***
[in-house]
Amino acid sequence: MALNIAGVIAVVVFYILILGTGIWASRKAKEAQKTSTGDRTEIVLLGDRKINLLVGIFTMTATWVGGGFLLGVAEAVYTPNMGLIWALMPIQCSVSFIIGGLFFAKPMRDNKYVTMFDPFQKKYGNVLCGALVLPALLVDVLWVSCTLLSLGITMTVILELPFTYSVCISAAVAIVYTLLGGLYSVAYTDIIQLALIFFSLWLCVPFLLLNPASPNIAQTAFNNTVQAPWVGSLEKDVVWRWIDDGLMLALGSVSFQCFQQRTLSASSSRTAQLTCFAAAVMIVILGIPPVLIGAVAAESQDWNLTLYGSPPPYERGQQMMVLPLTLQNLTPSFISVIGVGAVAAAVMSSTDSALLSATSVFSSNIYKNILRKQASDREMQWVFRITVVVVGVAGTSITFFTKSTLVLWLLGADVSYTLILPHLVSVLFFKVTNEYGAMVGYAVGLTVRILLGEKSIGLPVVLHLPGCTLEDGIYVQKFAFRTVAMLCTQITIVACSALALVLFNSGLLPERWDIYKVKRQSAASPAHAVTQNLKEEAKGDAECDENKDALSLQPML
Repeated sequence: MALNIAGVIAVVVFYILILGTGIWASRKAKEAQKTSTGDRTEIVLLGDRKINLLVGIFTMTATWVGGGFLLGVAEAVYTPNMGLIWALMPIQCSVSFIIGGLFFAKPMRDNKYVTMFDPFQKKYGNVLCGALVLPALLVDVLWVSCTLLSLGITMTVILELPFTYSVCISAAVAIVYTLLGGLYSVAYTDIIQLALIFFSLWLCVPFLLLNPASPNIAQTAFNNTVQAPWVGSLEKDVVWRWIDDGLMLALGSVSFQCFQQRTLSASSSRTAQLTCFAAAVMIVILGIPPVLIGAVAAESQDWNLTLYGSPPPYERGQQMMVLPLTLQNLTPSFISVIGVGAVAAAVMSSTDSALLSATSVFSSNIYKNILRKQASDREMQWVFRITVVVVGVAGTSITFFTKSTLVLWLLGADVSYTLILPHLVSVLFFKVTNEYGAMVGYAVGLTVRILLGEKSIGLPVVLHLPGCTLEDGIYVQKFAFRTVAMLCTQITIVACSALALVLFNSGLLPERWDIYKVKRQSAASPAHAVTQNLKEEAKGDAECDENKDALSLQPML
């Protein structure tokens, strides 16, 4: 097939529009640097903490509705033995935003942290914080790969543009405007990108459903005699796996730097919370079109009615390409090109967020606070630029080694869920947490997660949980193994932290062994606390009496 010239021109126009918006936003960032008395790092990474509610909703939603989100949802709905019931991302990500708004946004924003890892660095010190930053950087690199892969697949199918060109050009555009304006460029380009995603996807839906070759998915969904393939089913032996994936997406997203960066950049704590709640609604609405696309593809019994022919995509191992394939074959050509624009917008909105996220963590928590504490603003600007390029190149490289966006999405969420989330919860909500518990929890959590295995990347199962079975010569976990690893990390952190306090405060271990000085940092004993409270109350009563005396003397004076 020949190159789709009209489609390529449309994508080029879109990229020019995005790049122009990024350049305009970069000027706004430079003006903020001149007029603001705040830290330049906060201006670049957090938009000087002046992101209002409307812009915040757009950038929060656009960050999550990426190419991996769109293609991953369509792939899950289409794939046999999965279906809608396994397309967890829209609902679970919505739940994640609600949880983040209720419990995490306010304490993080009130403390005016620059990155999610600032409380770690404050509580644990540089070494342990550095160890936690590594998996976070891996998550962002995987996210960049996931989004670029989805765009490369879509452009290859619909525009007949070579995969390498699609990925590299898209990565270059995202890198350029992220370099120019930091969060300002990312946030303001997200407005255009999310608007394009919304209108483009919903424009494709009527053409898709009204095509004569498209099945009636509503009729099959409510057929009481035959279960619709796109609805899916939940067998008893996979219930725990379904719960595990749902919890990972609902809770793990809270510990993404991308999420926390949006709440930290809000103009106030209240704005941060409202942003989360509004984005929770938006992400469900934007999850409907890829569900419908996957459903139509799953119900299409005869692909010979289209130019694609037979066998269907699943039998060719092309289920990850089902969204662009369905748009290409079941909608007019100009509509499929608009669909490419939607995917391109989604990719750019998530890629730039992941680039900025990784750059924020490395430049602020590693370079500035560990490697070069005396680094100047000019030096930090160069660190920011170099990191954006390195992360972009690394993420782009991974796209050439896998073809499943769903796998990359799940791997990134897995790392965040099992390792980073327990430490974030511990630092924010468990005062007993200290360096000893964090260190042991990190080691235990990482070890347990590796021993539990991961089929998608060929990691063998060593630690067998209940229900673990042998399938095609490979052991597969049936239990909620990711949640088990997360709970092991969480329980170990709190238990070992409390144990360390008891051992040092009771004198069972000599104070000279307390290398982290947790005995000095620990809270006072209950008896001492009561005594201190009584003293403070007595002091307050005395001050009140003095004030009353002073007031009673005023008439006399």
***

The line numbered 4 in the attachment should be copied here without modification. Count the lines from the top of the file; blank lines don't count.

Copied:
């Protein structure tokens, strides 16, 4: 097939529009640097903490509705033995935003942290914080790969543009405007990108459903005699796996730097919370079109009615390409090109967020606070630029080694869920947490997660949980193994932290062994606390009496 010239021109126009918006936003960032008395790092990474509610909703939603989100949802709905019931991302990500708004946004924003890892660095010190930053950087690199892969697949199918060109050009555009304006460029380009995603996807839906070759998915969904393939089913032996994936997406997203960066950049704590709640609604609405696309593809019994022919995509191992394939074959050509624009917008909105996220963590928590504490603003600007390029190149490289966006999405969420989330919860909500518990929890959590295995990347199962079975010569976990690893990390952190306090405060271990000085940092004993409270109350009563005396003397004076 020949190159789709009209489609390529449309994508080029879109990229020019995005790049122009990024350049305009970069000027706004430079003006903020001149007029603001705040830290330049906060201006670049957090938009000087002046992101209002409307812009915040757009950038929060656009960050999550990426190419991996769109293609991953369509792939899950289409794939046999999965279906809608396994397309967890829209609902679970919505739940994640609600949880983040209720419990995490306010304490993080009130403390005016620059990155999610600032409380770690404050509580644990540089070494342990550095160890936690590594998996976070891996998550962002995987996210960049996931989004670029989805765009490369879509452009290859619909525009007949070579995969390498699609990925590299898209990565270059995202890198350029992220370099120019930091969060300002990312946030303001997200407005255009999310608007394009919304209108483009919903424009494709009527053409898709009204095509004569498209099945009636509503009729099959409510057929009481035959279960619709796109609805899916939940067998008893996979219930725990379904719960595990749902919890990972609902809770793990809270510990993404991308999420926390949006709440930290809000103009106030209240704005941060409202942003989360509004984005929770938006992400469900934007999850409907890829569900419908996957459903139509799953119900299409005869692909010979289209130019694609037979066998269907699943039998060719092309289920990850089902969204662009369905748009290409079941909608007019100009509509499929608009669909490419939607995917391109989604990719750019998530890629730039992941680039900025990784750059924020490395430049602020590693370079500035560990490697070069005396680094100047000019030096930090160069660190920011170099990191954006390195992360972009690394993420782009991974796209050439896998073809499943769903796998990359799940791997990134897995790392965040099992390792980073327990430490974030511990630092924010468990005062007993200290360096000893964090260190042991990190080691235990990482070890347990590796021993539990991961089929998608060929990691063998060593630690067998209940229900673990042998399938095609490979052991597969049936239990909620990711949640088990997360709970092991969480329980170990709190238990070992409390144990360390008891051992040092009771004198069972000599104070000279307390290398982290947790005995000095620990809270006072209950008896001492009561005594201190009584003293403070007595002091307050005395001050009140003095004030009353002073007031009673005023008439006399």